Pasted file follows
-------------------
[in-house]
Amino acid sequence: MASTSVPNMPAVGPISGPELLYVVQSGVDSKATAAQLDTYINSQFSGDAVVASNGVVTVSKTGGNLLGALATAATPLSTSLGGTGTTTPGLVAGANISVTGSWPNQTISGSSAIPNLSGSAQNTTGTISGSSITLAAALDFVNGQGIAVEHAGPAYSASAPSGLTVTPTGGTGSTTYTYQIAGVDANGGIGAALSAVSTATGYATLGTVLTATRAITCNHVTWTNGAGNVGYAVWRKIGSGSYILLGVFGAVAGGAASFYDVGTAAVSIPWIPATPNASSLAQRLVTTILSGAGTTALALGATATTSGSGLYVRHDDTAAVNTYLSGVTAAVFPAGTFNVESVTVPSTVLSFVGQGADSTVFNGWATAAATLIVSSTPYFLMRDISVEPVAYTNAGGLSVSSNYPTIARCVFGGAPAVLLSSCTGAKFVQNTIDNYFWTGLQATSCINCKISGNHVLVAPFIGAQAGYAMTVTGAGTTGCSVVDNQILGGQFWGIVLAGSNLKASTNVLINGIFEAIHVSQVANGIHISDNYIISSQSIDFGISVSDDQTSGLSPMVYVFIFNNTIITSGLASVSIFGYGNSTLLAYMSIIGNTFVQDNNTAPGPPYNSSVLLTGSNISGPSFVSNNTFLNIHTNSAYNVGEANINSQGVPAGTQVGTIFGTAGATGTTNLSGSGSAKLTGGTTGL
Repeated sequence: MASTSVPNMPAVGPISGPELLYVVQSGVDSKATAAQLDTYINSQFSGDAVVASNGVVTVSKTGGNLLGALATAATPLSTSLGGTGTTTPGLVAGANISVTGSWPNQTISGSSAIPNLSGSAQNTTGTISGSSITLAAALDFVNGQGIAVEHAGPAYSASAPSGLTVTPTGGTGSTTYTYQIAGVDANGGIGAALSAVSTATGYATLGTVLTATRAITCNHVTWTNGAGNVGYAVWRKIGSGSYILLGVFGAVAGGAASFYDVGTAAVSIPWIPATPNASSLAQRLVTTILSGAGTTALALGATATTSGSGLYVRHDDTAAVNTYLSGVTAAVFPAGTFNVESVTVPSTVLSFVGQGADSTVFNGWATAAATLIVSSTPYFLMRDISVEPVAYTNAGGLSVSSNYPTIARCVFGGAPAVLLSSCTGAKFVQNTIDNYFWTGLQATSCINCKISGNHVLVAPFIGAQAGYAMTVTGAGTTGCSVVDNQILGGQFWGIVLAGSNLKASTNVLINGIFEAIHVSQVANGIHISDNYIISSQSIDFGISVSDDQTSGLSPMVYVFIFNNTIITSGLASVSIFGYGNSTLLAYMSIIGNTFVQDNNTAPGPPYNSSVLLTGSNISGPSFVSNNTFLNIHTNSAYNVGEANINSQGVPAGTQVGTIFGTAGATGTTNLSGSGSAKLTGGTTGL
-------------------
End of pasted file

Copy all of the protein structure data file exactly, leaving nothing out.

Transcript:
[in-house]
Amino acid sequence: MASTSVPNMPAVGPISGPELLYVVQSGVDSKATAAQLDTYINSQFSGDAVVASNGVVTVSKTGGNLLGALATAATPLSTSLGGTGTTTPGLVAGANISVTGSWPNQTISGSSAIPNLSGSAQNTTGTISGSSITLAAALDFVNGQGIAVEHAGPAYSASAPSGLTVTPTGGTGSTTYTYQIAGVDANGGIGAALSAVSTATGYATLGTVLTATRAITCNHVTWTNGAGNVGYAVWRKIGSGSYILLGVFGAVAGGAASFYDVGTAAVSIPWIPATPNASSLAQRLVTTILSGAGTTALALGATATTSGSGLYVRHDDTAAVNTYLSGVTAAVFPAGTFNVESVTVPSTVLSFVGQGADSTVFNGWATAAATLIVSSTPYFLMRDISVEPVAYTNAGGLSVSSNYPTIARCVFGGAPAVLLSSCTGAKFVQNTIDNYFWTGLQATSCINCKISGNHVLVAPFIGAQAGYAMTVTGAGTTGCSVVDNQILGGQFWGIVLAGSNLKASTNVLINGIFEAIHVSQVANGIHISDNYIISSQSIDFGISVSDDQTSGLSPMVYVFIFNNTIITSGLASVSIFGYGNSTLLAYMSIIGNTFVQDNNTAPGPPYNSSVLLTGSNISGPSFVSNNTFLNIHTNSAYNVGEANINSQGVPAGTQVGTIFGTAGATGTTNLSGSGSAKLTGGTTGL
Repeated sequence: MASTSVPNMPAVGPISGPELLYVVQSGVDSKATAAQLDTYINSQFSGDAVVASNGVVTVSKTGGNLLGALATAATPLSTSLGGTGTTTPGLVAGANISVTGSWPNQTISGSSAIPNLSGSAQNTTGTISGSSITLAAALDFVNGQGIAVEHAGPAYSASAPSGLTVTPTGGTGSTTYTYQIAGVDANGGIGAALSAVSTATGYATLGTVLTATRAITCNHVTWTNGAGNVGYAVWRKIGSGSYILLGVFGAVAGGAASFYDVGTAAVSIPWIPATPNASSLAQRLVTTILSGAGTTALALGATATTSGSGLYVRHDDTAAVNTYLSGVTAAVFPAGTFNVESVTVPSTVLSFVGQGADSTVFNGWATAAATLIVSSTPYFLMRDISVEPVAYTNAGGLSVSSNYPTIARCVFGGAPAVLLSSCTGAKFVQNTIDNYFWTGLQATSCINCKISGNHVLVAPFIGAQAGYAMTVTGAGTTGCSVVDNQILGGQFWGIVLAGSNLKASTNVLINGIFEAIHVSQVANGIHISDNYIISSQSIDFGISVSDDQTSGLSPMVYVFIFNNTIITSGLASVSIFGYGNSTLLAYMSIIGNTFVQDNNTAPGPPYNSSVLLTGSNISGPSFVSNNTFLNIHTNSAYNVGEANINSQGVPAGTQVGTIFGTAGATGTTNLSGSGSAKLTGGTTGL